Jeff Bezos氏インタビュー

Geek Wire(4/13)

What we use over and over again at Blue is a particular strategy where we choose a medium-performing version of a high-performing architecture, so the BE-4 engine uses the same oxygen-rich stage combustion cycle. It’s a very high-performing rocket engine cycle – the same one that the [Russian-made] RD-180 uses, but the difference is that we operate at lower chamber pressures than the RD-180 and still can get very high performance. It adds a lot of margin when you look at things like wall compatibility and heat transfer rates and so on, to go down from that. When you get into a development effort like the space shuttle main engine or the RD-180, that’s when you are doing a high-performing version of a high-performing architecture. You are getting the last few seconds of specific impulse, and you really pay a very big price for doing the high-performing version.

If you choose a medium-performing architecture or a low-performing architecture, you get cornered into a place where you have to go for the high-performing version of the medium-performing architecture, so that’s why I go for high-performing architectures but don’t go for the last bit of performance in that architecture.


But what’s great about vertical landing is, it’s so scalable. You’re solving the “inverted pendulum” problem. The bigger the inverted pendulum gets, the higher its moment of inertia, and the easier it is to keep balance, and the easier it is to land and to reject disturbances, wind shear and so on.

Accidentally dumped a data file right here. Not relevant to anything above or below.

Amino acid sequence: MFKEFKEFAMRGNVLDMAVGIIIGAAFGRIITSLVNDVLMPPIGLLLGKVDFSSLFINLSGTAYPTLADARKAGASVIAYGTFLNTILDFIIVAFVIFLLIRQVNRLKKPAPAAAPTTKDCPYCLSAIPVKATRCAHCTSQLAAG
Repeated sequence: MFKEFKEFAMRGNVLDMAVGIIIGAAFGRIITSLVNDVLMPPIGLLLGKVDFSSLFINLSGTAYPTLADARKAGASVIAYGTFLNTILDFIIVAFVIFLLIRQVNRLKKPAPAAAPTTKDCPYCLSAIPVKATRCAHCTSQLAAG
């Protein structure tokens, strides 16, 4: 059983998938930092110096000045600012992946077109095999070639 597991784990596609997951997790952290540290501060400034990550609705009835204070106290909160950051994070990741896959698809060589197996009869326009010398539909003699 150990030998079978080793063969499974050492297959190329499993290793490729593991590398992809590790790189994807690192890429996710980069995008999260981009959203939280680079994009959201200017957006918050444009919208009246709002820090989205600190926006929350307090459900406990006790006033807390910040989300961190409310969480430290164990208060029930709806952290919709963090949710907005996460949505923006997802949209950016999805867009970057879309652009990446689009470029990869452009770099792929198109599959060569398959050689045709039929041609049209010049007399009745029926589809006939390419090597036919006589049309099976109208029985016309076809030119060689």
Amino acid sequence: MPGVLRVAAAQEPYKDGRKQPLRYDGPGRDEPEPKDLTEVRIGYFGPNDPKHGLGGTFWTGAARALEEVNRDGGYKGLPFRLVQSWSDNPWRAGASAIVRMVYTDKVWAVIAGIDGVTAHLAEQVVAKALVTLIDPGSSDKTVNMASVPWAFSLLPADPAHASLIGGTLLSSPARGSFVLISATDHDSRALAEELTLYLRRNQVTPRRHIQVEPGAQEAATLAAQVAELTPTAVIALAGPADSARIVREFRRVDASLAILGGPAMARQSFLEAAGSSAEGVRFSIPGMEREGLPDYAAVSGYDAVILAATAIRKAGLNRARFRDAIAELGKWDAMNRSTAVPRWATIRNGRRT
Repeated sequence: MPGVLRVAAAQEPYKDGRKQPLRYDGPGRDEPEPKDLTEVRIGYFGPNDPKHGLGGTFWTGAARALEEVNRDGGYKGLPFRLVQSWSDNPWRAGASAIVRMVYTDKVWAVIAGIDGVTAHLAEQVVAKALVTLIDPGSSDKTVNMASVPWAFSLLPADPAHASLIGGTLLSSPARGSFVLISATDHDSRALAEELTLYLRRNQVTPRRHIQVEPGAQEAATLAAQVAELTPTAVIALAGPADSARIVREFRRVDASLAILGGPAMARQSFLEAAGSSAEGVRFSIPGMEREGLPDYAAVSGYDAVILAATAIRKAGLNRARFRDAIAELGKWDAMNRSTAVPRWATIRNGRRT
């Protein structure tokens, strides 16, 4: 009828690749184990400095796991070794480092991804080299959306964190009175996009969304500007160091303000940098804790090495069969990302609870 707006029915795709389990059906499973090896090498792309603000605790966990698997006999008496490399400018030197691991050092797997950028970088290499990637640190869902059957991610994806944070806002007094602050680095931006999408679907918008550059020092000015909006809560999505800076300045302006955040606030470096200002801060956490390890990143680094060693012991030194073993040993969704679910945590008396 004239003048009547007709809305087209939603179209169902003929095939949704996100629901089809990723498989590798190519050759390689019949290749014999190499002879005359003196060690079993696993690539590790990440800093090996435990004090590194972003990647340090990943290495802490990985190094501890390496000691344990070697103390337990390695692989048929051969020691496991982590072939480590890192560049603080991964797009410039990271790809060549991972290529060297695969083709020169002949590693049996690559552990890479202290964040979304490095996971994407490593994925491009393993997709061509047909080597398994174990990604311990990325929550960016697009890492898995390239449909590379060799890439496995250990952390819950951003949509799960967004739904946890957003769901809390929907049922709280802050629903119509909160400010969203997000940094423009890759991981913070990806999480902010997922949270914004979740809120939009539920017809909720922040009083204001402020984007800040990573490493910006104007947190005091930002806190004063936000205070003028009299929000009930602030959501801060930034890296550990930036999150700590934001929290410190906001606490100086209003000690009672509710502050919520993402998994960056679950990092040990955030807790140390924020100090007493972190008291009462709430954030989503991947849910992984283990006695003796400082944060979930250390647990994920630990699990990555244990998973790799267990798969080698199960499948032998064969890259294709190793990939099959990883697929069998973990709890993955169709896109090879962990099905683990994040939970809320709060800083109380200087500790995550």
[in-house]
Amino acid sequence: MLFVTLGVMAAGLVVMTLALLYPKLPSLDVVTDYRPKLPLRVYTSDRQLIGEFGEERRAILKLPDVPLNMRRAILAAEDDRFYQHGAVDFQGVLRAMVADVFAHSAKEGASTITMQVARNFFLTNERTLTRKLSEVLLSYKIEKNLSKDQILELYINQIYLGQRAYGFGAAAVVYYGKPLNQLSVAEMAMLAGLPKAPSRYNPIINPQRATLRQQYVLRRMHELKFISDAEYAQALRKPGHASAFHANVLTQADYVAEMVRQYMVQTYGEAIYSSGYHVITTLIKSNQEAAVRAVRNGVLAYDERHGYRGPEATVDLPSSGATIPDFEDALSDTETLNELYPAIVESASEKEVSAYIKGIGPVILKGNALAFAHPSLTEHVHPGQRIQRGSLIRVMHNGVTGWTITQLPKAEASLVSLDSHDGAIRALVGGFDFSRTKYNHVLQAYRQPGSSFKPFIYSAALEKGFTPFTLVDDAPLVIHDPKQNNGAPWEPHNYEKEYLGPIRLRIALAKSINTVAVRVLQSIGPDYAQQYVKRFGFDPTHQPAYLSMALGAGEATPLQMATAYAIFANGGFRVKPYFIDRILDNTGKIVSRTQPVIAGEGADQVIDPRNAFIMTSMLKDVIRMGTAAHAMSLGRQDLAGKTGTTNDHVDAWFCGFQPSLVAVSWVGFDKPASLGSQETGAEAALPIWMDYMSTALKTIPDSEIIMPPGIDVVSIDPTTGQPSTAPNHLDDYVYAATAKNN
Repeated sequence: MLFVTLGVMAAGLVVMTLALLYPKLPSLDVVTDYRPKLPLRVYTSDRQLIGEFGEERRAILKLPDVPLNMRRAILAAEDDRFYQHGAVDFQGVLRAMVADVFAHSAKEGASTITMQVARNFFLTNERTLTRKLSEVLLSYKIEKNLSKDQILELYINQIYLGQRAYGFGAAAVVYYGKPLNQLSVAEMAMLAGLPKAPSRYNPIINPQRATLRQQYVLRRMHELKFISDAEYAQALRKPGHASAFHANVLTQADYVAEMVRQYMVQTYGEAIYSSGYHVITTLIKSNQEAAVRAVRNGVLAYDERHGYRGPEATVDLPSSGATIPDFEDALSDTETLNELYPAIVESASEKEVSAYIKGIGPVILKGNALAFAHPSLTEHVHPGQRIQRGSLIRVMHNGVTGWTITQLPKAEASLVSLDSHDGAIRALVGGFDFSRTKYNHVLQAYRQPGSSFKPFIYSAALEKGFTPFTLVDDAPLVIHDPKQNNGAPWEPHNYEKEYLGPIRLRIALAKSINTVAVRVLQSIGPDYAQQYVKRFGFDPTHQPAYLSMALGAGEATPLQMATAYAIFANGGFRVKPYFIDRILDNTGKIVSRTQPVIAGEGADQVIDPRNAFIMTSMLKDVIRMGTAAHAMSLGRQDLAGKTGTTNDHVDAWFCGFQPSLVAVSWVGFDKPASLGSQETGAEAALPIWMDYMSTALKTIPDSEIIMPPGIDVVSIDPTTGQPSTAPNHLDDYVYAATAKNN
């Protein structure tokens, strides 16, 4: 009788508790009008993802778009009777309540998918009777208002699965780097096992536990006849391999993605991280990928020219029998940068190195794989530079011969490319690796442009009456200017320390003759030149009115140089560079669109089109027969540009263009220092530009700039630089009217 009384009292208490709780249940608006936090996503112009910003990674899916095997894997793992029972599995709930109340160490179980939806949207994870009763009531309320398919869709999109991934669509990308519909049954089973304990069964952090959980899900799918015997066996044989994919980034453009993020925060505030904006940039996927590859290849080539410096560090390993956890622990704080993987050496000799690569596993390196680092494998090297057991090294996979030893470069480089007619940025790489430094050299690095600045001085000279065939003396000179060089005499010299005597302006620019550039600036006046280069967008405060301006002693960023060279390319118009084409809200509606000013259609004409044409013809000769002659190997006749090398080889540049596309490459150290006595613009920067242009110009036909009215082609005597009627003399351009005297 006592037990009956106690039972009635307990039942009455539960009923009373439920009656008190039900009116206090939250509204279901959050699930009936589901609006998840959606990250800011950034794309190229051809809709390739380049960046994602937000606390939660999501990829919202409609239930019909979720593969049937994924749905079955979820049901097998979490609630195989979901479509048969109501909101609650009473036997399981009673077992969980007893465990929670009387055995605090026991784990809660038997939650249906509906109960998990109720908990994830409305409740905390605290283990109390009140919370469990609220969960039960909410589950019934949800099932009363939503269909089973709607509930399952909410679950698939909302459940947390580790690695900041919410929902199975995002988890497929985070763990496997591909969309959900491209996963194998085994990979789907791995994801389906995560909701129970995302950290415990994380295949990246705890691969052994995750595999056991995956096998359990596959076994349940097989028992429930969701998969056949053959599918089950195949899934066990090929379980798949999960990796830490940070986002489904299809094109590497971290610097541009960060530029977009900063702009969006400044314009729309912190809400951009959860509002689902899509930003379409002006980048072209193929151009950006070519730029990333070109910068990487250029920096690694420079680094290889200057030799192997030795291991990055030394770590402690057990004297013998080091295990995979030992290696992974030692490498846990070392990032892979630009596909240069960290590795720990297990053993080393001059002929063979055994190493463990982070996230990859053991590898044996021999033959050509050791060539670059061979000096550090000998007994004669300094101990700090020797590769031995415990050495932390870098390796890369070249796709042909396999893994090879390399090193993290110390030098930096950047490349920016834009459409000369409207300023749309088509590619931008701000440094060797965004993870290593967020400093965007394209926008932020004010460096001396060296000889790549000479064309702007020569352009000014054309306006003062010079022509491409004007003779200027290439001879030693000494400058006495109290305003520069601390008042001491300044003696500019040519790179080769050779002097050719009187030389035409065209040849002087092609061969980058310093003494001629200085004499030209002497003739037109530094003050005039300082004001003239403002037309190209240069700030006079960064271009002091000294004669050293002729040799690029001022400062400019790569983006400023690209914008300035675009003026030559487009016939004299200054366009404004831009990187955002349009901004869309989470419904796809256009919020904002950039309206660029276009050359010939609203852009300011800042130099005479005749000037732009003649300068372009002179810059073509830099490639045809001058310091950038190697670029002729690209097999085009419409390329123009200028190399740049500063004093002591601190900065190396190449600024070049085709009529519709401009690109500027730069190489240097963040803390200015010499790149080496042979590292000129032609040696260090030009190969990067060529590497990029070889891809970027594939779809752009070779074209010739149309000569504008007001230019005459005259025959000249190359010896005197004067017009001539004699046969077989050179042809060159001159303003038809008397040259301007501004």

I think the best way for us at Blue Origin to help other space entrepreneurs is to solve that problem of getting payloads into orbit at incredibly low cost, because that would unlock the power of thousands of entrepreneurs. That’s what we are focused on. It’s why we are doing the suborbital tourism mission. It’s why our BE-3 engine is liquid hydrogen, because we know we need liquid hydrogen for our upper stage and in-space missions later. It’s why we are using liquid natural gas [for the BE-4 engine], because our goal is to make spaceflight so cheap that the cost of the fuel actually matters.

Right now, the cost of the propellant is minimal compared to throwing the hardware away. But once we can get to a place where we are not throwing the hardware away, and we have real reusability, then we want to be using a fuel that is very low-cost. And nothing is lower-cost than liquid natural gas.